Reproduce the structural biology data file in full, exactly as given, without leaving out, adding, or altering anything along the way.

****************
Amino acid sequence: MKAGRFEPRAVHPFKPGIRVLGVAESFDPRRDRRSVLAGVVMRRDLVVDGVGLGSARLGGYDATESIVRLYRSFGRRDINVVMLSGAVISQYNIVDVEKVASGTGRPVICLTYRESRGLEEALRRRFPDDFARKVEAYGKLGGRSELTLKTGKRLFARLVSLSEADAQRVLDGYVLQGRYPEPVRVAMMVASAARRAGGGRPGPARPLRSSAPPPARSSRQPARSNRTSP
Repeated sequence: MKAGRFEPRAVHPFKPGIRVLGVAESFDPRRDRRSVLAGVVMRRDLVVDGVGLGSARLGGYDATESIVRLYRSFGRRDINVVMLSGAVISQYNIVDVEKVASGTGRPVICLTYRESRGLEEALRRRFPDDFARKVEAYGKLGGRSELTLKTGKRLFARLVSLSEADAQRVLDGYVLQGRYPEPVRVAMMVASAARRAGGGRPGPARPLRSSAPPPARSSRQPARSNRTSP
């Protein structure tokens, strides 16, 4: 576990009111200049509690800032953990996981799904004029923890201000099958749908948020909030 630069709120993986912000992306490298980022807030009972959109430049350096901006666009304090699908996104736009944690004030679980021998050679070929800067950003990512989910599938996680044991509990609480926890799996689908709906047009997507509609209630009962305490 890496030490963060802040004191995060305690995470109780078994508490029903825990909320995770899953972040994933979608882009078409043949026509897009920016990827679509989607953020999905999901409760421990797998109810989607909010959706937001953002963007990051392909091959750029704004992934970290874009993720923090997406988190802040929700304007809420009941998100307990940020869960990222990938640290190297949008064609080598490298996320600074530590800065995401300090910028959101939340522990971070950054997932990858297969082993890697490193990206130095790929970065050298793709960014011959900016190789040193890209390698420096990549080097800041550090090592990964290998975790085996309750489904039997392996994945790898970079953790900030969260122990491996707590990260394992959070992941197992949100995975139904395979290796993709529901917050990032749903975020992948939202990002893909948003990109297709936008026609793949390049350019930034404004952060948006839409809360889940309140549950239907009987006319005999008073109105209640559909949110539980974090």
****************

Amino acid sequence: MKAGRFEPRAVHPFKPGIRVLGVAESFDPRRDRRSVLAGVVMRRDLVVDGVGLGSARLGGYDATESIVRLYRSFGRRDINVVMLSGAVISQYNIVDVEKVASGTGRPVICLTYRESRGLEEALRRRFPDDFARKVEAYGKLGGRSELTLKTGKRLFARLVSLSEADAQRVLDGYVLQGRYPEPVRVAMMVASAARRAGGGRPGPARPLRSSAPPPARSSRQPARSNRTSP
Repeated sequence: MKAGRFEPRAVHPFKPGIRVLGVAESFDPRRDRRSVLAGVVMRRDLVVDGVGLGSARLGGYDATESIVRLYRSFGRRDINVVMLSGAVISQYNIVDVEKVASGTGRPVICLTYRESRGLEEALRRRFPDDFARKVEAYGKLGGRSELTLKTGKRLFARLVSLSEADAQRVLDGYVLQGRYPEPVRVAMMVASAARRAGGGRPGPARPLRSSAPPPARSSRQPARSNRTSP
């Protein structure tokens, strides 16, 4: 576990009111200049509690800032953990996981799904004029923890201000099958749908948020909030 630069709120993986912000992306490298980022807030009972959109430049350096901006666009304090699908996104736009944690004030679980021998050679070929800067950003990512989910599938996680044991509990609480926890799996689908709906047009997507509609209630009962305490 890496030490963060802040004191995060305690995470109780078994508490029903825990909320995770899953972040994933979608882009078409043949026509897009920016990827679509989607953020999905999901409760421990797998109810989607909010959706937001953002963007990051392909091959750029704004992934970290874009993720923090997406988190802040929700304007809420009941998100307990940020869960990222990938640290190297949008064609080598490298996320600074530590800065995401300090910028959101939340522990971070950054997932990858297969082993890697490193990206130095790929970065050298793709960014011959900016190789040193890209390698420096990549080097800041550090090592990964290998975790085996309750489904039997392996994945790898970079953790900030969260122990491996707590990260394992959070992941197992949100995975139904395979290796993709529901917050990032749903975020992948939202990002893909948003990109297709936008026609793949390049350019930034404004952060948006839409809360889940309140549950239907009987006319005999008073109105209640559909949110539980974090």